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HomeGeopolitical CompassSouth & Southeast AsiaKashmir and International Law: A Guide

Kashmir and International Law: A Guide

Author: Kashmir Law and Justice Project 

Organization/Publisher:  Kashmir Scholars Consultative and Action Network (KSCAN) 

Date/Place: October 3, 2020/Kashmir

Type of Literature: Informational Guide

Number of Pages: 88


Keywords: Kashmir, India, Occupation, International law, Kashmir Armed Conflict, International Humanitarian Law


This informational guide for activists discusses international law and its relation to Indian-occupied Kashmir, a dispute that has remained on the UN’s agenda since 1948 while Kashmiris continue seeking the right to self-determination. Divided into eight sections, the guide (prepared by a network of Kashmiri diaspora lawyers) explains the nature of the Kashmir conflict and how the international community looks at it. The guide, written clearly for non-experts to understand, identifies what an occupied territory looks like and the legal means available to fight for freedom from occupation. It also traces how India has changed its terminology in defining the territory of Kashmir, from accepting it as a “disputed territory” to calling it an “integral part” and “internal matter,” though such classifications have been rejected by the UN. India claims that Kashmir joined the “Union of India” through the so-called “Instrument of Accession” purportedly signed by Maharaja Hari Singh in 1947, who was an autocrat and was facing rebellion from the indigenous people who challenged his right to sign any accord on their behalf. This guide describes that India cannot legally legitimize its sovereignty over Kashmir through its domestic law. Any legitimate hold over the disputed territory can only be achieved through UN-recognized right to Kashmiri self-determination. It also answers a significant question on whether International humanitarian law (IHL) applies to Kashmir, arguing that the laws of armed conflict applies to the occupied territory as it is an international armed conflict between two states—Pakistan and Indian–engaged head-to-head with Kashmiri indigenous armed rebels fighting Indian forces in the region. If and when the IHL is applied to Kashmir, India thus cannot deprive the population the protections of the IHL; specifically, the occupying power cannot acquire sovereignty over the occupied territory nor can it destroy or confiscate private property. The occupying power must also ensure sufficient hygiene and public health standards while ensuring access to food and medical care.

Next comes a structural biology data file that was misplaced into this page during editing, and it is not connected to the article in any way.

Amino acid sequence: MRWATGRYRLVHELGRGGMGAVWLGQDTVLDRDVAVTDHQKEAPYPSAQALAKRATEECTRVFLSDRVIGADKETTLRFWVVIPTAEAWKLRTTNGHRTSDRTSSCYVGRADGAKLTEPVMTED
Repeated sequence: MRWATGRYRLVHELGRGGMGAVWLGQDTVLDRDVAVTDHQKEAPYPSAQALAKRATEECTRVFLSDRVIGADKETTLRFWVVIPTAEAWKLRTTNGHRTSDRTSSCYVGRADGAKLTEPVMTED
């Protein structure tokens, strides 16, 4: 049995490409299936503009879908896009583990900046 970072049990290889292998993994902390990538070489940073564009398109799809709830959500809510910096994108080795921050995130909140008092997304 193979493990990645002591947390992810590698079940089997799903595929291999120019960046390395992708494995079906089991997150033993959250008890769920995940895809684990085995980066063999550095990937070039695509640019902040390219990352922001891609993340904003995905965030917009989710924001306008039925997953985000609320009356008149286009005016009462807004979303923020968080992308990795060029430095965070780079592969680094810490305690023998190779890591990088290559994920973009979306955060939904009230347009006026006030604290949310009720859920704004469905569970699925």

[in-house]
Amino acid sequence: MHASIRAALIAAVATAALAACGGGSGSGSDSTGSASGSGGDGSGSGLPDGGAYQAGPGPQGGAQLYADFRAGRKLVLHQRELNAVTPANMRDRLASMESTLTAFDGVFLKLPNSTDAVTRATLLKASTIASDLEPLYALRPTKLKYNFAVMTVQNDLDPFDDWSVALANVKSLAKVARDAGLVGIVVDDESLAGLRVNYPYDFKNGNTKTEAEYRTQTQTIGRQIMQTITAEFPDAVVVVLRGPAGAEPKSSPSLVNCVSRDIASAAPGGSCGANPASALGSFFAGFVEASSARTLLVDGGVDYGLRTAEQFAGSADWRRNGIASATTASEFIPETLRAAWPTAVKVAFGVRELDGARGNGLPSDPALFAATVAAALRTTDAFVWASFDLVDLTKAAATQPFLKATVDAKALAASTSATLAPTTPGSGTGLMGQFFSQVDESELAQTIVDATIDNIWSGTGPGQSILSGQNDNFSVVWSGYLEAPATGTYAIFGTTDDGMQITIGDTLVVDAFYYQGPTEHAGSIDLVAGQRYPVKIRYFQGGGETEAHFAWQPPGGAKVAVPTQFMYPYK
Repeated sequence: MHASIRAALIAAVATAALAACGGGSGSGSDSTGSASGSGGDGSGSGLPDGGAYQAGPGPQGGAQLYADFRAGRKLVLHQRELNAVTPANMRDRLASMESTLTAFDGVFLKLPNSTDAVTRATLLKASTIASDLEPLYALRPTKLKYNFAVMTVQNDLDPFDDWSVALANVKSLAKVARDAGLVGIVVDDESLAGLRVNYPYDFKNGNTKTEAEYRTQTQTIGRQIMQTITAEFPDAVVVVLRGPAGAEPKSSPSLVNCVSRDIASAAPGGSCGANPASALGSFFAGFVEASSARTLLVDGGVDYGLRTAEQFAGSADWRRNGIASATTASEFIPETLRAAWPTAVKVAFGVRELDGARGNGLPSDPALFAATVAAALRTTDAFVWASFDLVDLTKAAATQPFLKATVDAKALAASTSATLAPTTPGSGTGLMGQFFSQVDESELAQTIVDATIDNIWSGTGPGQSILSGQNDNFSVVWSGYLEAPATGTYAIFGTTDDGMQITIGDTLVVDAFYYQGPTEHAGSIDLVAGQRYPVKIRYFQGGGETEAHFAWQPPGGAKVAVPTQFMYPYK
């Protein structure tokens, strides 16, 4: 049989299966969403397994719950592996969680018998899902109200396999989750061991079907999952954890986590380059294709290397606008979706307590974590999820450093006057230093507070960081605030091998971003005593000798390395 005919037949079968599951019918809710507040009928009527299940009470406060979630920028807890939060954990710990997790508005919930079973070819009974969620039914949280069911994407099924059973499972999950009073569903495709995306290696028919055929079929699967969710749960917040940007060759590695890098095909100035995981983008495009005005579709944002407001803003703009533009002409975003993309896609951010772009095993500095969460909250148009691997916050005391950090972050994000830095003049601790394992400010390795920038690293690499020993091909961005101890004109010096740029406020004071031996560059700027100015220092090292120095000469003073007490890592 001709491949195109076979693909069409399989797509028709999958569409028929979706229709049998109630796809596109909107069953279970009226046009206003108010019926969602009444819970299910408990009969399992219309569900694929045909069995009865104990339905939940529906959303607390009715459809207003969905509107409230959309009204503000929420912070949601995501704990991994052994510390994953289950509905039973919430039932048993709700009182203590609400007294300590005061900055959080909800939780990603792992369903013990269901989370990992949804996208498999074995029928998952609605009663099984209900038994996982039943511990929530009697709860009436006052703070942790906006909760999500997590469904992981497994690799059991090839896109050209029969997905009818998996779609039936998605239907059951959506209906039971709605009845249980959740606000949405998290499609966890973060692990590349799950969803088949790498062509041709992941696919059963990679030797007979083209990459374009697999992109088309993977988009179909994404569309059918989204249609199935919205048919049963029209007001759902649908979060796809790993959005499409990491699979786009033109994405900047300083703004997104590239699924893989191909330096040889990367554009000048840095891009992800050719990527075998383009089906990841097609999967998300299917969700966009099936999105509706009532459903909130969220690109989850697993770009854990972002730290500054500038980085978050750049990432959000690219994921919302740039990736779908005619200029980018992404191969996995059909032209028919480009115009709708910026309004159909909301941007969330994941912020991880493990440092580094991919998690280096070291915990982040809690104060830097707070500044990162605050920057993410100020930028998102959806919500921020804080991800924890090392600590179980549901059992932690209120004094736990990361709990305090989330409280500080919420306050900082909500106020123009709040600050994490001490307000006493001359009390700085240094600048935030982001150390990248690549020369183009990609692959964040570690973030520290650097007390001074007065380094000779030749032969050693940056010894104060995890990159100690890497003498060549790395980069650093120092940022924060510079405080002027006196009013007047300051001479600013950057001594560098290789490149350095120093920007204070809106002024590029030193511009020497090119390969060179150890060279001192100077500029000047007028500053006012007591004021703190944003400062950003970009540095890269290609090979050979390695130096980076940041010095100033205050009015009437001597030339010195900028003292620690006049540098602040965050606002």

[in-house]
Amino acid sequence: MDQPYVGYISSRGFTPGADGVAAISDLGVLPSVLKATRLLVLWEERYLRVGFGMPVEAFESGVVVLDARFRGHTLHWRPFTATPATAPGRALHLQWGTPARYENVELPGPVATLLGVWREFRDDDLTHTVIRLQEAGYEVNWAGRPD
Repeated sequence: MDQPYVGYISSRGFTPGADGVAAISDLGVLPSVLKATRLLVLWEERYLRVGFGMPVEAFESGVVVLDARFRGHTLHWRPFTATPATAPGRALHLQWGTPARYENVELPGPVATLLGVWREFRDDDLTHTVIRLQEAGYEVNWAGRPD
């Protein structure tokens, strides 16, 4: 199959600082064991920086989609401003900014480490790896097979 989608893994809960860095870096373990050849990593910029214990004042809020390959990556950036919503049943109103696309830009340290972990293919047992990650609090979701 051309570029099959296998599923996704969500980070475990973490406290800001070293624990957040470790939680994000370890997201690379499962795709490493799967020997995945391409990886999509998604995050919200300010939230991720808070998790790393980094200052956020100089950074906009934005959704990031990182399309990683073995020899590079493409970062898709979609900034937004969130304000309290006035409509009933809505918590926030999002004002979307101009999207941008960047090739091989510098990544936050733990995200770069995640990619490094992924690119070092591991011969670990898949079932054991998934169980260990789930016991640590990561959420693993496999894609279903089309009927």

By: Riyaz Ul Khaliq, Non-Resident CIGA Research Associate



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